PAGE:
The Use-case model is defined as a model which is used to show how users interact with the system in order to solve a problem. As such, the use case model defines the user's objective, the interactions between the system and the user, and the system's behavior required to meet these objectives.Various model elements are contained in use-case model, such as actors, use cases, and the association between them.
The formal functional requirements of things that a Use Case must provide to the end user, such as <ability to update order>. These correspond to the functional specifications found in structured methodologies, and form a contract that the Use Case performs some action or provides some value to the system.
Formal, sequential descriptions of the steps taken to carry out the use case, or the flow of events that occur during a Use Case instance. These can include multiple scenarios, to cater for exceptional circumstances and alternative processing paths. These are usually created in text and correspond to a textual representation of the Sequence Diagram.
Sequence diagrams to depict the workflow; similar to Scenarios but graphically portrayed.
Use Cases are typically related to 'actors', which are human or machine entities that use or interact with the system to perform a piece of meaningful work that helps them to achieve a goal. The set of Use Cases an actor has access to defines their overall role in the system and the scope of their action.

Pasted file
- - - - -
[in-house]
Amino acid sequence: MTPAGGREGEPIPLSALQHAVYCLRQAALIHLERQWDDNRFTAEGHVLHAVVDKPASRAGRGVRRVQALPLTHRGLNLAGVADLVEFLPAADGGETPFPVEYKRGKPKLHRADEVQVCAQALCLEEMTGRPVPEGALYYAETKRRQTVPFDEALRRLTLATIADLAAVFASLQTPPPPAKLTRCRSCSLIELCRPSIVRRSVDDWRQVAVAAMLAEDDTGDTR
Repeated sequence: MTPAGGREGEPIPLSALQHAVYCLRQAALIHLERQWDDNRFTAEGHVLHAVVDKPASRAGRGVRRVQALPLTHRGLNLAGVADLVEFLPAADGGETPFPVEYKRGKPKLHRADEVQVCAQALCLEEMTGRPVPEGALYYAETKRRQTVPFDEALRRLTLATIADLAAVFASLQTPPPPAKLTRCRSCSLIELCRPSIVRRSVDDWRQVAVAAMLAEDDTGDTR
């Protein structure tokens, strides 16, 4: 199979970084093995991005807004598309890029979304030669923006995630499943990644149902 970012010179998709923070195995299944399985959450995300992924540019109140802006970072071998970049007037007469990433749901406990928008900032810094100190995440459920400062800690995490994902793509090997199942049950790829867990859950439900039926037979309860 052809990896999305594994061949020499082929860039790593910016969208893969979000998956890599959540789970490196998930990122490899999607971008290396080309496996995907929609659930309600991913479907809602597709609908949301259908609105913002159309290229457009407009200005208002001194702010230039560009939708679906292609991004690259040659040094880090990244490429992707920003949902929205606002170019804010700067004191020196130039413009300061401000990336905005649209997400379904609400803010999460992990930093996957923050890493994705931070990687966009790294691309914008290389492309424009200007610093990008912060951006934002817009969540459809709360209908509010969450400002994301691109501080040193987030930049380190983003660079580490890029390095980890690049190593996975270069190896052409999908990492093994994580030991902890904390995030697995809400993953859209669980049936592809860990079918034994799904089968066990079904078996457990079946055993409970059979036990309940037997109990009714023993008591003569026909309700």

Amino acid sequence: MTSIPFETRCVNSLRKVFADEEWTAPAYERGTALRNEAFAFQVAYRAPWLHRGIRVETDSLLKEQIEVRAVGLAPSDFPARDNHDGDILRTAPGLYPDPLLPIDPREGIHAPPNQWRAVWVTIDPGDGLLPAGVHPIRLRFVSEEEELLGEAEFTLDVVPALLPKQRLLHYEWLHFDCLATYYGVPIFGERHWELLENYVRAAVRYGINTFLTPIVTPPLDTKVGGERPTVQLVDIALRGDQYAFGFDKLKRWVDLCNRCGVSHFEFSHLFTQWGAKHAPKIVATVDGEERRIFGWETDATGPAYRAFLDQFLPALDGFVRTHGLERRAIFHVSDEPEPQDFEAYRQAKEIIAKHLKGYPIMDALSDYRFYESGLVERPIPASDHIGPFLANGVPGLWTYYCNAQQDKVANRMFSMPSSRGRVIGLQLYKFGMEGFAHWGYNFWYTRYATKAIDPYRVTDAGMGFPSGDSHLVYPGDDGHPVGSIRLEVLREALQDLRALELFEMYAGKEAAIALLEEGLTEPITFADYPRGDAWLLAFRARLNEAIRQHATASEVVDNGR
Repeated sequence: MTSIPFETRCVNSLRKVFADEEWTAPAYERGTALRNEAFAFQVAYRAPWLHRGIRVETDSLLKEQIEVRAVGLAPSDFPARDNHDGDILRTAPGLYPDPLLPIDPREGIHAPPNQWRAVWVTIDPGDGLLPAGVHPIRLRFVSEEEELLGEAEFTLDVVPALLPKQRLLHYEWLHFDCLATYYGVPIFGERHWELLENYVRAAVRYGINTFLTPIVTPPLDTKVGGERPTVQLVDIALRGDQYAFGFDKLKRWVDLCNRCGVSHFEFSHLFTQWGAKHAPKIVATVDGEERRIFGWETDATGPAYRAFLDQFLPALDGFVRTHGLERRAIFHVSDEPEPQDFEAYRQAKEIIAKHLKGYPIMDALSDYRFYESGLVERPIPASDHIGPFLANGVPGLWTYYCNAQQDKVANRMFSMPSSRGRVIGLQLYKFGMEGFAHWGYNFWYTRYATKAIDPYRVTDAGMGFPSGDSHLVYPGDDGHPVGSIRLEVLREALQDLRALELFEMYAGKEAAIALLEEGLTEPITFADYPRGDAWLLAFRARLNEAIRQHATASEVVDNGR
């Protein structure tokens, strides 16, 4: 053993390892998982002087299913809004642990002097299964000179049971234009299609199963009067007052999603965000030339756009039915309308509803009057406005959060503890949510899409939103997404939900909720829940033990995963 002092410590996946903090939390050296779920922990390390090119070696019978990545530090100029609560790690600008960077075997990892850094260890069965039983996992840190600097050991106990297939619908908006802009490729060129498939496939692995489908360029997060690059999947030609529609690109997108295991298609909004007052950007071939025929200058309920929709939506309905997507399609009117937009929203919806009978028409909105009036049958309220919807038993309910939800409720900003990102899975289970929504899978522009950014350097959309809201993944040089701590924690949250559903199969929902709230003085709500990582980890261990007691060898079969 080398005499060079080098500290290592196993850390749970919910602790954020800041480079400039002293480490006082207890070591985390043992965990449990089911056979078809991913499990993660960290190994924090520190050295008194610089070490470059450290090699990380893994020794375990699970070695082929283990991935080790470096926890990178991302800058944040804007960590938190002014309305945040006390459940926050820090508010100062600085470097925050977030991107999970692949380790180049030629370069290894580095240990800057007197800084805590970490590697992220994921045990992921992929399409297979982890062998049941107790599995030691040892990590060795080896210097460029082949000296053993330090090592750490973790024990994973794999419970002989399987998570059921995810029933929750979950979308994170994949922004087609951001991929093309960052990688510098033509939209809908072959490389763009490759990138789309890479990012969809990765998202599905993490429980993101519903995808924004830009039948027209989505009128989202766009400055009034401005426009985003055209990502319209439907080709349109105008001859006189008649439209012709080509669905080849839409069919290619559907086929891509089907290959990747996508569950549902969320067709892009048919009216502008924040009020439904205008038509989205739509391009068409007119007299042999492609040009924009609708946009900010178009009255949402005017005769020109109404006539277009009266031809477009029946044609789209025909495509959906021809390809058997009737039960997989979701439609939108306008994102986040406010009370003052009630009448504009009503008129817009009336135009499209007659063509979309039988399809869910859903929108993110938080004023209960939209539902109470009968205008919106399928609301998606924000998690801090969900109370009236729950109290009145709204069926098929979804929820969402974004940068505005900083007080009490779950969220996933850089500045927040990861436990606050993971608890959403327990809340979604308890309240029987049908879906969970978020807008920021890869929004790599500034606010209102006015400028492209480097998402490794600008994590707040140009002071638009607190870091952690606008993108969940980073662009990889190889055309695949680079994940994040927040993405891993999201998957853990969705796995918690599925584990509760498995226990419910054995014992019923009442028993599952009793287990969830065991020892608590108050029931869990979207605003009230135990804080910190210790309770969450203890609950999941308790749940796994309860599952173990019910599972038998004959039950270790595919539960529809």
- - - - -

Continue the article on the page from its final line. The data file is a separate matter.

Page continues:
Sequence diagrams provide a graphical representation of object interactions over time. These typically show a user or actor, and the objects and components they interact with in the execution of a use case. One sequence diagram typically represents a single Use Case 'scenario' or flow of events.
Sequence diagrams are an excellent way of documenting usage scenarios and both capturing required objects early in analysis and verifying object use later in design. The diagrams show the flow of messages from one object to another, and as such correspond to the methods and events supported by a class/object.
A model element used to structure the use case model to simplify analysis, communications, navigation, and planning. If there are many use cases or actors, you can use use-case packages to further structure the use-case model in much the same manner you use folders or directories to structure the information on your hard-disk.
You can partition a use-case model into use-case packages for several reasons, including:
· To reflect the order, configuration, or delivery units in the finished system thus supporting iteration planning.
· To support parallel development by dividing the problem into bite-sized pieces.